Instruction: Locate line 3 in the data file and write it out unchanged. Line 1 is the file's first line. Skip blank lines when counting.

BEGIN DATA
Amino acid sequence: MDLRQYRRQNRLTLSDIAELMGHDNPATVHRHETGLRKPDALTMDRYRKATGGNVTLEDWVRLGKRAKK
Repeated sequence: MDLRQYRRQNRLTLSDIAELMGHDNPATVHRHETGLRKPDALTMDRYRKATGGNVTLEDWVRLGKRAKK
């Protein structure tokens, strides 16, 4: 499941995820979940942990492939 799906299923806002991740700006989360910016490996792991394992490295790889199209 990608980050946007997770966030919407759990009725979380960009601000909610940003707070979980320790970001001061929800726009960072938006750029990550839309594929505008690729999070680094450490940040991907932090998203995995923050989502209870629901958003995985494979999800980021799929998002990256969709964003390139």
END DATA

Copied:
């Protein structure tokens, strides 16, 4: 499941995820979940942990492939 799906299923806002991740700006989360910016490996792991394992490295790889199209 990608980050946007997770966030919407759990009725979380960009601000909610940003707070979980320790970001001061929800726009960072938006750029990550839309594929505008690729999070680094450490940040991907932090998203995995923050989502209870629901958003995985494979999800980021799929998002990256969709964003390139």